What does beloved ’90s flick Father of the Bride Part II have to do with design historian Amy Azzarito’s dreamy baby nursery? Only everything, it turns out. “I loved the magic of the space,” Amy says. The charming nursery depicted in the film was the guiding inspiration behind Amy and her husband’s plan to transform a former office space in their northern California 1960s home into a modern version of the “baby suite” from the movie. To help manifest her vision, Amy reached out to longtime pal Anne Sage and her work partner Caroline Lee, the design duo behind Light Lab, a creative event and design studio in Los Angeles.
“Amy came to us with a super clear vision,” Caroline says, “which made it easy to bring the Light Lab spin to what she was dreaming up.” Together, they agreed on a plan for recreating the nostalgic feel of the nursery from the film, while modernizing the look with clean-lined furnishings, striped roman shades, and personal touches.
First steps involved making a few core changes to the former home office, including replacing the drafty window, adding wiring for a ceiling fixture, and skim-coating the walls followed by repainting the entire room in a soft green color, creating a serene backdrop.
From there, the enchantingly chic Chinoiserie wallpaper was chosen to set the mood, over which all other pieces were layered. “Anne and I are big advocates of choosing one to two major touchstones of a design project, and then going from there,” Caroline says. Here, after following cinematic inspiration, the distinctive Chinoiserie wallpaper “was the grounding element that we fell in love with, and everything else was added on top of that.”
What’s more, the wallpaper is actually removable, which helps preserve options in the future. “The first wallpapers were removable scrolls because people traveled from castle to castle,” Amy noted, referencing her newest book, The Elements of a Home, which takes a deep dive into the historical influence behind all our favorite home goods. “Even though we don’t plan on traveling to any castles any time soon, we went with removable paper to give us flexibility should we want to sell the house or should my daughter outgrow it.”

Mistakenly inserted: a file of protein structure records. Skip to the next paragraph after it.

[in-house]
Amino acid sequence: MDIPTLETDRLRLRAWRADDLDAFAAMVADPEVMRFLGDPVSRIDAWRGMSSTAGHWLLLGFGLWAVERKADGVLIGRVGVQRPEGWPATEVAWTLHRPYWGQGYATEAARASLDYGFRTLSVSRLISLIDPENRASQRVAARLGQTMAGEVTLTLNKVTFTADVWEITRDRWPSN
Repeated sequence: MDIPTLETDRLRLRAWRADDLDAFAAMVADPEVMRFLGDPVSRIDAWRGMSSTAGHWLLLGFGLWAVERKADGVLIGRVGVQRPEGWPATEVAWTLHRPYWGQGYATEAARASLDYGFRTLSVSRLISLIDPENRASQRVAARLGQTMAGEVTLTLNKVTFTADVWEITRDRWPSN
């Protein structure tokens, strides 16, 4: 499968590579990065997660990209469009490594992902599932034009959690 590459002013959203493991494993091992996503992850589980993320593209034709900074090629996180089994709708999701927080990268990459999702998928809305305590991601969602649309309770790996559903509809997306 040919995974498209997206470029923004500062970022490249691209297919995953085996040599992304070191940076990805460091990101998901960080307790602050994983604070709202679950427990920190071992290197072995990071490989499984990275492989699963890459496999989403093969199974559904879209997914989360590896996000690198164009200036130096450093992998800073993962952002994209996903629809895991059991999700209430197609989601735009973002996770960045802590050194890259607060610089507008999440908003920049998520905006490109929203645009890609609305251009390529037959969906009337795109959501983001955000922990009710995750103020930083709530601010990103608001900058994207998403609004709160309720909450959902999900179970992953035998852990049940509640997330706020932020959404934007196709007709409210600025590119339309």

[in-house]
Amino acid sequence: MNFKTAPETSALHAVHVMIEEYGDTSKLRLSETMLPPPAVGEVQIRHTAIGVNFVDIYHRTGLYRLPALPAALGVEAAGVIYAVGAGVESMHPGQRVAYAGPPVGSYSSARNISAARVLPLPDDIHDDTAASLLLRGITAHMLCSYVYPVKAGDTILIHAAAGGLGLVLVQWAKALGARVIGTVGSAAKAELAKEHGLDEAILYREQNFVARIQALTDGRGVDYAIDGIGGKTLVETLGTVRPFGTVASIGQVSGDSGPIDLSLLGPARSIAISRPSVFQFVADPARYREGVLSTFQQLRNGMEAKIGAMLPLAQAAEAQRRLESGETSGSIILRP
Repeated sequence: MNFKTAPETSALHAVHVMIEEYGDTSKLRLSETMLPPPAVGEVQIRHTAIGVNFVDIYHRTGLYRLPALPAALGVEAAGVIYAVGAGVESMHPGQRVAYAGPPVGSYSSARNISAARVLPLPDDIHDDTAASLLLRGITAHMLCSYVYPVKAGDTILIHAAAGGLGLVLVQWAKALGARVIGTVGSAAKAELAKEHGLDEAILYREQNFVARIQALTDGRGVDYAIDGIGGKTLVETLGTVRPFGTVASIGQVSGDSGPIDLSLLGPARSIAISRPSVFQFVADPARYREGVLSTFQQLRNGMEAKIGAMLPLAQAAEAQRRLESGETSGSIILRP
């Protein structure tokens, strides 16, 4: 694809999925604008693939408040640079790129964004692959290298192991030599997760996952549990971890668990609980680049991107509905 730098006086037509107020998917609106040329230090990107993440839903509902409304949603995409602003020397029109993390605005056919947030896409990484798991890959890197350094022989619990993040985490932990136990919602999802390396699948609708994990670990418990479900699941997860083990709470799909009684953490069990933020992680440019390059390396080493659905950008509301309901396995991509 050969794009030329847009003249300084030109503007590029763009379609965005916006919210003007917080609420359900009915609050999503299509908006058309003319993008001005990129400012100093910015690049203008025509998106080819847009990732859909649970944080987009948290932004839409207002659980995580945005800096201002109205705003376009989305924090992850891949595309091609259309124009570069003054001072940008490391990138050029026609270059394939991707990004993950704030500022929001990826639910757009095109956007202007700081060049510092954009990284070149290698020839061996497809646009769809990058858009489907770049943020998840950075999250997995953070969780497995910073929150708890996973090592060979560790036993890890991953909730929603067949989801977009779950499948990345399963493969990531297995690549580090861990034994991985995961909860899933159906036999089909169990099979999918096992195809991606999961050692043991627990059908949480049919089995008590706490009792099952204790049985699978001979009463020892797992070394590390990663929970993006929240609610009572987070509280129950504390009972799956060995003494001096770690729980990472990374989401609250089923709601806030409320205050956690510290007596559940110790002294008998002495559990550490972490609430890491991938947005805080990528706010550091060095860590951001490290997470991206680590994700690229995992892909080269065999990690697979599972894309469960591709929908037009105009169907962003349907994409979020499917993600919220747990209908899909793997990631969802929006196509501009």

When it came to final touches, they bucked the idea of a traditional rocking horse, deciding to go “as extra as possible” with an adorable rocking giraffe instead—a truly fitting homage to the oversize plush version seen in the movie nursery.
Read on for all the details on how the transformation came together:
The before: Formerly used as an office for Amy’s husband, “cleaning it out was a job.” Working with her design team remotely required sharing “really horrible photos of the space just filled with junk,” Amy recalled.
The inspiration: “My husband and I watched Father of the Bride Part II, and I loved the old-world Los Angeles vibe of the baby nursery.”
Budget: “We started with a vague budget,” Amy explained. “However, I had to do a lot of construction work in the room.”
Wallpaper: Tempaper Canopy
Dresser (similar): Modernist Extra-Wide Dresser and Topper Set
Rocking giraffe: Happy Trails Plush Rocking Giraffe
Biggest splurge: “The wallpaper was the biggest splurge, but it just makes the room,” Amy says, remarking that her daughter “likes to be lifted up to touch the birds.”
Sneakiest save: Leaving the existing carpet in place and covering it with an area rug instead of replacing it with a wood floor, as they had considered, saved so much, Amy explains. Plus, the soft play space was ultimately super functional for her daughter’s early years.
The best part: “The best part is having an oasis,” Amy says. “It’s for her, but it was also for me—a place of calm and quiet in those early days.”
What I’d never do again: Leave major aspects of the process until the third trimester. “The wallpaper was installed the day before I went to the hospital to deliver,” which was “horribly stressful,” Amy recalls.
Originally Appeared on Architectural Digest